Among Rosenquist’s works which comment on current events is Early Catapult (1992), a painting which was inspired by a trip he took to post-Cold War Berlin. Resting precariously atop a small circular canvas wrapped in chrome-plated barbed wire is a much larger, flame-filled painting. The paintings are juxtaposed with a piece of upholstered furniture, suggesting a relationship between domestic life and the historical sphere of human action, evoking the terrifying past of Nazi Germany and offering a warning on historical amnesia.

Rosenquist’s interest in themes of political and cultural transformation dates from 1965, when his F-111, an 86-foot multi-paneled painting named for a bomber plane launched Rosenquist to international acclaim. Recognized as a modern-day history painting, it was considered an anti-war statement approaching the significance and power of Pablo Picasso\'s Guernica (1937).

Paintings from Rosenquist’s Speed of Light series, also on view in the exhibition, articulate the artist’s perspective on experience and the passage of time. Abstract, colorful and dynamic, the Speed of Light series takes its name from Einstein’s theory of relativity and the speed of light—in which one spectator sees an event differently from another spectator who is traveling at the speed of light. According to Rosenquist, “Underneath it all is all my experience. …The paintings are about my imagination as to a new view, or a new look at the speed of light. And they also have to do with the whole history of my experience put into a painting.”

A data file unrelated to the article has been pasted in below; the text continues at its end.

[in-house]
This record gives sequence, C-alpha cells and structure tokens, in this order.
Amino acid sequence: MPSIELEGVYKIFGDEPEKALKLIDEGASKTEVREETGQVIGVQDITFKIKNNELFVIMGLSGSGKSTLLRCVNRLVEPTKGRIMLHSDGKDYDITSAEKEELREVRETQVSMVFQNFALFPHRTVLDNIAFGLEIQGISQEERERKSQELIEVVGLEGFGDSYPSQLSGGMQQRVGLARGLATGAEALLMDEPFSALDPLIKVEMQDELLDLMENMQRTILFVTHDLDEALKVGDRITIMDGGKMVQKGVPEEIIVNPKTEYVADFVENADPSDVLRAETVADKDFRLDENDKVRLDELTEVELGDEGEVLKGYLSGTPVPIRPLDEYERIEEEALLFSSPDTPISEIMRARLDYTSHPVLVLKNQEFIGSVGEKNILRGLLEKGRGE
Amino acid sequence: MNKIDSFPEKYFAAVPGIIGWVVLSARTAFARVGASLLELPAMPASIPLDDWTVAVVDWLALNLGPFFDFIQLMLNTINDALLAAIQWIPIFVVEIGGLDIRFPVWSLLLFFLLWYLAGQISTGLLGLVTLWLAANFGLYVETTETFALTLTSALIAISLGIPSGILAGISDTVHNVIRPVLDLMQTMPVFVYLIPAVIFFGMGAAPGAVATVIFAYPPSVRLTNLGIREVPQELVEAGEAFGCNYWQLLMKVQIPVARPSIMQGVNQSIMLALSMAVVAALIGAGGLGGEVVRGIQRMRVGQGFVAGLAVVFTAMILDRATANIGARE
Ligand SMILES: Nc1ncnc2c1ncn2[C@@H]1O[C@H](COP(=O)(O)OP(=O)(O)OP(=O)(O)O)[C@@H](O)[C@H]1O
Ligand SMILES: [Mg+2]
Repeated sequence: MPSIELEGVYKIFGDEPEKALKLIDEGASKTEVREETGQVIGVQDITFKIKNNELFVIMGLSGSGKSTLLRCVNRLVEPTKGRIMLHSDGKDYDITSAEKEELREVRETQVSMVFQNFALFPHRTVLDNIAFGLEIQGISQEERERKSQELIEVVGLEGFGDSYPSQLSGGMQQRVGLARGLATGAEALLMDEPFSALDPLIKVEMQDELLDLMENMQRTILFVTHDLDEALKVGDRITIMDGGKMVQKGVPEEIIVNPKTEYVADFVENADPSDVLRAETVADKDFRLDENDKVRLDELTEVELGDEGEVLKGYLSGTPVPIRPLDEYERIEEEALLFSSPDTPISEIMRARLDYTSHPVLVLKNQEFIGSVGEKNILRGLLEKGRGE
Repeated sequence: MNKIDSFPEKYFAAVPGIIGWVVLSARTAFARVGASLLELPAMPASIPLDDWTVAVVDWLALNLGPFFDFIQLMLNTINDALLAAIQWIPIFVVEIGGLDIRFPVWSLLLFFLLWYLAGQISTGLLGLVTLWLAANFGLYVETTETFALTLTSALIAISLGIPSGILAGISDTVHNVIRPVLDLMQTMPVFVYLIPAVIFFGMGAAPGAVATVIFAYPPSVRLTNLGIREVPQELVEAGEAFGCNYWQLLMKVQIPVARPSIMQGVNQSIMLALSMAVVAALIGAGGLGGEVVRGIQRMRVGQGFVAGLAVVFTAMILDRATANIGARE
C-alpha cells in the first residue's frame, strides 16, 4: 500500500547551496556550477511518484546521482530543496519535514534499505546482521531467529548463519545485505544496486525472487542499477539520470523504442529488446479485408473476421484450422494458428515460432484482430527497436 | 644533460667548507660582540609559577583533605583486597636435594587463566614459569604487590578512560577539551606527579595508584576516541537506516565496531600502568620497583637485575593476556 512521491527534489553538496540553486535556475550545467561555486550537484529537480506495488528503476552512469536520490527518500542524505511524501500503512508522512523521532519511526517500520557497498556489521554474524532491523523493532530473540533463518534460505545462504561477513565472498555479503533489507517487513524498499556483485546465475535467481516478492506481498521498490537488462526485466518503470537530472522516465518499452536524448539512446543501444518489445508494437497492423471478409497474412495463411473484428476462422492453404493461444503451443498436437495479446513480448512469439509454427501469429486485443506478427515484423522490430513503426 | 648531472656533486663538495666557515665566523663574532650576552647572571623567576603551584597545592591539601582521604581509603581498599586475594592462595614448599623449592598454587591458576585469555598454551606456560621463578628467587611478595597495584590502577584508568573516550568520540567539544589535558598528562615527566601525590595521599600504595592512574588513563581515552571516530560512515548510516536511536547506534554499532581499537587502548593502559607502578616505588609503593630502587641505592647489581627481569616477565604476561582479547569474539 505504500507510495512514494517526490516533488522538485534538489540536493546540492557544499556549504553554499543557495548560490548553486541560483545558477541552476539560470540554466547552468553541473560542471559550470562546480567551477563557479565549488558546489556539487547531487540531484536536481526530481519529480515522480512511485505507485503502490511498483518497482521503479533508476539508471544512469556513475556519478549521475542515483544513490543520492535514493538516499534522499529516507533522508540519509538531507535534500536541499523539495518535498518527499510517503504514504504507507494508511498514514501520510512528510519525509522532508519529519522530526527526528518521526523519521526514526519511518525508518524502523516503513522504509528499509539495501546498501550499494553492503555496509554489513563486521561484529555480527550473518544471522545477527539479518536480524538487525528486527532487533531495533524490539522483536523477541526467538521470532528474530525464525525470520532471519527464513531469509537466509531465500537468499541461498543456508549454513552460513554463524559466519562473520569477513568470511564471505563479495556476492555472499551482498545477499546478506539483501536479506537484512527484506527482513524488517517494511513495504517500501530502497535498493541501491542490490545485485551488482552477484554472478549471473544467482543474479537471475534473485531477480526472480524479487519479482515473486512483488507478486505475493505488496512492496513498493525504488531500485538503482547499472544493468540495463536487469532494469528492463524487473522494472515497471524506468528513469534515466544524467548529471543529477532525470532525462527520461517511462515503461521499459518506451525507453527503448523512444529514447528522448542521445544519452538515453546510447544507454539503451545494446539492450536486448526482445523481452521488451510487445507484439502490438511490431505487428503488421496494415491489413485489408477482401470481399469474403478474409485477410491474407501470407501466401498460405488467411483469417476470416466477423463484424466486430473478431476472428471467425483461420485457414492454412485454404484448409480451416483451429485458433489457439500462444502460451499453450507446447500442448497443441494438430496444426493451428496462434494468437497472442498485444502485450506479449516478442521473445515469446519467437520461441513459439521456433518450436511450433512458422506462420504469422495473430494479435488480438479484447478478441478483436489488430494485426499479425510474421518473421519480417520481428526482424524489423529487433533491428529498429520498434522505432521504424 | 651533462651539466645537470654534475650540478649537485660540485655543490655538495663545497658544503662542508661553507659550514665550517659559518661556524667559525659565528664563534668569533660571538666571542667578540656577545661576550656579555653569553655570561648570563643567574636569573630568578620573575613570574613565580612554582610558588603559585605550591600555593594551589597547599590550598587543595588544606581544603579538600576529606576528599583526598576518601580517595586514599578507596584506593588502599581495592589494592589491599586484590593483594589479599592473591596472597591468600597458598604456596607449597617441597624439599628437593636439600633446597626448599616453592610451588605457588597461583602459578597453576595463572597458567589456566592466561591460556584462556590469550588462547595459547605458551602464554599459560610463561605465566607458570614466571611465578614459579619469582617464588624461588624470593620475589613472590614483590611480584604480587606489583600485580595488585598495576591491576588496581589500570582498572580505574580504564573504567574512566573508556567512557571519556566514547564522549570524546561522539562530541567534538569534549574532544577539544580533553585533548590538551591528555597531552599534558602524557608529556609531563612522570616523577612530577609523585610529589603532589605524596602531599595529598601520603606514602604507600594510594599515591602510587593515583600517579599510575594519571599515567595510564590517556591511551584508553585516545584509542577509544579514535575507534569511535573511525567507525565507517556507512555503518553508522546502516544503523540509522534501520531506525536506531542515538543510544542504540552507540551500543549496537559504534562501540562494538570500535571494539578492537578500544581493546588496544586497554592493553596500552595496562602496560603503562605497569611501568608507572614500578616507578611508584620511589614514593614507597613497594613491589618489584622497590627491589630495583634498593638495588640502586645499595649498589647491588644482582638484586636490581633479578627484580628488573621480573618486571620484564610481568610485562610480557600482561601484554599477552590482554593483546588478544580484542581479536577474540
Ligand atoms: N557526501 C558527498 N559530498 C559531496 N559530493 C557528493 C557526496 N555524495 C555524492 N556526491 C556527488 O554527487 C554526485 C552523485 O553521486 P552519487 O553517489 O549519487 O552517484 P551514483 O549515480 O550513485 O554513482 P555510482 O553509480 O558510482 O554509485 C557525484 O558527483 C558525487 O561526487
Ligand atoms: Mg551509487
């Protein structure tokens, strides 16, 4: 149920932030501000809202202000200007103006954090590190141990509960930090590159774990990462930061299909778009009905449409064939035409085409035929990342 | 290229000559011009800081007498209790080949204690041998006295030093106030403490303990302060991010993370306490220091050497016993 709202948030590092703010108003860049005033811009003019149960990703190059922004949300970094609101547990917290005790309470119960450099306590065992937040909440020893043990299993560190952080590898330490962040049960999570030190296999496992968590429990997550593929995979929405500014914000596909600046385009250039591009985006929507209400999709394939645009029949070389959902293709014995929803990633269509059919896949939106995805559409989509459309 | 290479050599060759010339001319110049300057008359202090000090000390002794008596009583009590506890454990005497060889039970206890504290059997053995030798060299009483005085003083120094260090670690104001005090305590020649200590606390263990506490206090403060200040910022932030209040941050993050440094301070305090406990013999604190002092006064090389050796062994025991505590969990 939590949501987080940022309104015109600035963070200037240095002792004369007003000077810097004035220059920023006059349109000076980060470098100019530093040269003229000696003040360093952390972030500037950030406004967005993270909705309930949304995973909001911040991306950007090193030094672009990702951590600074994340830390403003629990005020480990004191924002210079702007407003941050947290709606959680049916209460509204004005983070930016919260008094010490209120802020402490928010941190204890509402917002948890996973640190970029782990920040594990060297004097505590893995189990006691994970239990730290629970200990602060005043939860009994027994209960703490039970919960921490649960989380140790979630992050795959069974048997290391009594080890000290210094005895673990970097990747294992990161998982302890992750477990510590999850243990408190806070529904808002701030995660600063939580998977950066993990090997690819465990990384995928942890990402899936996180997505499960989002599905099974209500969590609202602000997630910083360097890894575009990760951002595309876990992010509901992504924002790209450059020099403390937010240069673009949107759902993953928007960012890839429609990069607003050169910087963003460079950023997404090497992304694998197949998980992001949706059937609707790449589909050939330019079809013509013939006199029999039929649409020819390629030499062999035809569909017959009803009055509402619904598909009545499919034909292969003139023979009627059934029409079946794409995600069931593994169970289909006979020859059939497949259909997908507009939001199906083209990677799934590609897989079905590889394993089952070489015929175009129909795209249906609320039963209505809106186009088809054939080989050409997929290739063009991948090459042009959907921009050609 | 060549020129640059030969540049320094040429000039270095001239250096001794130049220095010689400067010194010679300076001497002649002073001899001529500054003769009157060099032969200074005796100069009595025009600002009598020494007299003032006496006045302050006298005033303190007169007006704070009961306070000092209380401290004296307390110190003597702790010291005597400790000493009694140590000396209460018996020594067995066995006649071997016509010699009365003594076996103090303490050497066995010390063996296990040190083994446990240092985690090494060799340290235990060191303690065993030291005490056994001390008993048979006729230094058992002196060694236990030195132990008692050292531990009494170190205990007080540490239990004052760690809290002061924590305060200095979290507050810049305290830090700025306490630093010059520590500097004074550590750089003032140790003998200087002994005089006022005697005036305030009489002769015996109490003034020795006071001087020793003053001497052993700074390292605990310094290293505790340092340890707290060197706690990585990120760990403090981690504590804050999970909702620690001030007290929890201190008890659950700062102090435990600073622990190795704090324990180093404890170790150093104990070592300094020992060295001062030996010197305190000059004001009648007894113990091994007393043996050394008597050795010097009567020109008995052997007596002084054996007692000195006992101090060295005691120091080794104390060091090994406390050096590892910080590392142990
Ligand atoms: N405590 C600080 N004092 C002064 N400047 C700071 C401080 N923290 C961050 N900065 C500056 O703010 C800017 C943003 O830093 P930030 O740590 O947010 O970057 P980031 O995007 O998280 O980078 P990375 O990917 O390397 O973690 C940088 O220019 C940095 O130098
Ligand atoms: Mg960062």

The exhibition is organized by the Miami Art Museum, Founding Director Suzanne Delehanty, and curated by Assistant Director for Special Projects/Curator Lorie Mertes as part of New Work, a series of projects by leading contemporary artists.


Born in 1933 in Grand Forks, North Dakota, James Rosenquist studied art at the Minneapolis Institute of Arts as a teenager and at the University of Minnesota between 1952 and 1954, painting billboards during the summers. In 1955 he moved to New York to study at the Art Students League. He left the school after one year, and in 1957 returned to life as a commercial artist, painting billboards in Times Square and across the city. By 1960, he had quit painting billboards and rented a small studio space in Manhattan where his neighbors included artists Robert Indiana, Ellsworth Kelly, and Jack Youngerman.